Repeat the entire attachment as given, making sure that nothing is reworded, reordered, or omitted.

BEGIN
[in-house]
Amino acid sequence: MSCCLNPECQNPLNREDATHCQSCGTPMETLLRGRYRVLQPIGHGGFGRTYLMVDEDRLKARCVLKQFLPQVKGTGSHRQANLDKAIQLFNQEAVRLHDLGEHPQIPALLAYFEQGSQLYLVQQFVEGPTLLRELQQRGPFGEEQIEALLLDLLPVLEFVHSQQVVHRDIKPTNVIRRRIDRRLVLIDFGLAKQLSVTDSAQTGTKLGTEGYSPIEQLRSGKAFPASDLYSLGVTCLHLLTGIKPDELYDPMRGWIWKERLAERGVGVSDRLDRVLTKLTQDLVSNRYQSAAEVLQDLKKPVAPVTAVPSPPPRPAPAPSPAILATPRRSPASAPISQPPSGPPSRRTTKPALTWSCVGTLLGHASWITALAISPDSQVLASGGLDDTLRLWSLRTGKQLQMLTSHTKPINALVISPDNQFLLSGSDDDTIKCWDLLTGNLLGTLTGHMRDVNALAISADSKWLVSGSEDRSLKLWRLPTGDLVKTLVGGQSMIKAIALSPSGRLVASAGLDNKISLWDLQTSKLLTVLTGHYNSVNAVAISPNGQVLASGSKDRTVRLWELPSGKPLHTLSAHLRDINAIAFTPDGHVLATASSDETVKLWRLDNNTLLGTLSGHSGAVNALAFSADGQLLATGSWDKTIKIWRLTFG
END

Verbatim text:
[in-house]
Amino acid sequence: MSCCLNPECQNPLNREDATHCQSCGTPMETLLRGRYRVLQPIGHGGFGRTYLMVDEDRLKARCVLKQFLPQVKGTGSHRQANLDKAIQLFNQEAVRLHDLGEHPQIPALLAYFEQGSQLYLVQQFVEGPTLLRELQQRGPFGEEQIEALLLDLLPVLEFVHSQQVVHRDIKPTNVIRRRIDRRLVLIDFGLAKQLSVTDSAQTGTKLGTEGYSPIEQLRSGKAFPASDLYSLGVTCLHLLTGIKPDELYDPMRGWIWKERLAERGVGVSDRLDRVLTKLTQDLVSNRYQSAAEVLQDLKKPVAPVTAVPSPPPRPAPAPSPAILATPRRSPASAPISQPPSGPPSRRTTKPALTWSCVGTLLGHASWITALAISPDSQVLASGGLDDTLRLWSLRTGKQLQMLTSHTKPINALVISPDNQFLLSGSDDDTIKCWDLLTGNLLGTLTGHMRDVNALAISADSKWLVSGSEDRSLKLWRLPTGDLVKTLVGGQSMIKAIALSPSGRLVASAGLDNKISLWDLQTSKLLTVLTGHYNSVNAVAISPNGQVLASGSKDRTVRLWELPSGKPLHTLSAHLRDINAIAFTPDGHVLATASSDETVKLWRLDNNTLLGTLSGHSGAVNALAFSADGQLLATGSWDKTIKIWRLTFG